Wednesday, August 19, 2009

A Map to the Cave?

Well it seems that times have been pretty tough for 'old school' journalism. Media as we know it is going through some incredibly tough growing pains as it attempts embrace the digital era, and it's becoming more and more obvious, that analog anything is dead. first music, then newspapers, the print media, and today, like a scene out of a sci-fi movie, broadcast television.

If you haven't read or seen on the news (which apparently maybe we haven't), local broadcast journalism has started what could be interpreted to a political observer, as the beginnings of a socialist environment. In an effort to survive the economic downturn and avoid total shut down on a larger scale, KFVE, KGMB and KHNL are merging stations to deliver one MASSIVE media outlet here in the islands. This is good for TV news media's survival, but could be interpreted as bad, to those who may fear that a lack in competition in news journalism, will no doubt lead to 'newsy' journalism which in turn of course means we are a few paces away from a complete and total political propaganda machine. Goodbye free speech, hello Kim Jong Il.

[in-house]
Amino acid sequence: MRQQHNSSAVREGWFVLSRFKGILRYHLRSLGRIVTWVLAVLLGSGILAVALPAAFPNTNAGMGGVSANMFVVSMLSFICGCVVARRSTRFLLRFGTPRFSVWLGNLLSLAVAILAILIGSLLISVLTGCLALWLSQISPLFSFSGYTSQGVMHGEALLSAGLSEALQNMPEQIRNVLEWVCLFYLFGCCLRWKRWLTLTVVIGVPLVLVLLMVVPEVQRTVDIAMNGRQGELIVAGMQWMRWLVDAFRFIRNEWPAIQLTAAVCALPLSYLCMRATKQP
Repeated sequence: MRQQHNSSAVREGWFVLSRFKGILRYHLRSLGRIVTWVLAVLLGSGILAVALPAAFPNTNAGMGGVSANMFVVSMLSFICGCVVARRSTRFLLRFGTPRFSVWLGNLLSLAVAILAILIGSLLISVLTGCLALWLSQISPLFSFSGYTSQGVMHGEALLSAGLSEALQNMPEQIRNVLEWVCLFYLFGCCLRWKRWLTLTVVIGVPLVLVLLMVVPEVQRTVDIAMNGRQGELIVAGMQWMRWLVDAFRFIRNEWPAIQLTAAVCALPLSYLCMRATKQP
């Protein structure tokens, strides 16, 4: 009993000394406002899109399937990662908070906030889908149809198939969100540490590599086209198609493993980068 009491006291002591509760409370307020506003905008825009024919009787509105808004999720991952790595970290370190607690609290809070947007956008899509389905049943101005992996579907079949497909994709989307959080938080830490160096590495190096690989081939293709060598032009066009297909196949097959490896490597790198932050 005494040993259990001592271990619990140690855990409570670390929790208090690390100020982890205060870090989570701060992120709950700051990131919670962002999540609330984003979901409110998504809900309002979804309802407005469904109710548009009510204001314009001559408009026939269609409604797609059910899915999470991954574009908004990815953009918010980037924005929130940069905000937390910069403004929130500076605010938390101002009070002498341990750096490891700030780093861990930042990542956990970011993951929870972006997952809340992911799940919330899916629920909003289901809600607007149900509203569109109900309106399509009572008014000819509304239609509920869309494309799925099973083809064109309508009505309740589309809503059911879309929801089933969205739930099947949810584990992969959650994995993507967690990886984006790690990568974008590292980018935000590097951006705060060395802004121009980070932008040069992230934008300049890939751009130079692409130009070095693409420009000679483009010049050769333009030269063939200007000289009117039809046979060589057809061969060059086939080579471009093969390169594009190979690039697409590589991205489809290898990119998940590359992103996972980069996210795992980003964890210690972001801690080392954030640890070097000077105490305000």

I know that sounds worrisome. Maybe even downright bad. The fact is though, that as the media voice of traditional outlets like newspapers, periodicals, and broadcast television begin to shrink into one small whisper, the digital media outlets continue to grow, diversify, and expand into screams. Google, Twitter and even Blogs (mine excluded) have all proven to be as or more effective than the status quo, in delivering useful and relevant content to knowledge hungry users. We are in the midst of a media renaissance.

The only question then, Is what are we saying? And maybe more importantly, what are we listening to?? Where cable-fed media had us for a full 30 minutes, covering all subjects of a front page index, the bookmarks on a web browser lead users to subject-specific content as determined by that user. Netscape had it right, in that NAVIGATOR is the position we assume for our own news content. That could mean MANY different things in terms of the shaping of our information world. Will we take the opportunity the internet has to offer us to thrive in critical thinking? Will we season ourselves with the cornucopia of perspectives out there to become better informed? Or will we simply retreat to a more specific perspective, sheltering ourselves in in a cave decorated with video clips of dogs peeing on themselves, fat folks breaking furniture, and musically talented toddlers?

One thing is for sure: the dynamics of between the general public and 'journalsim' as we know it is about to become a whole lot more complicated. You excited?
Mee tube.

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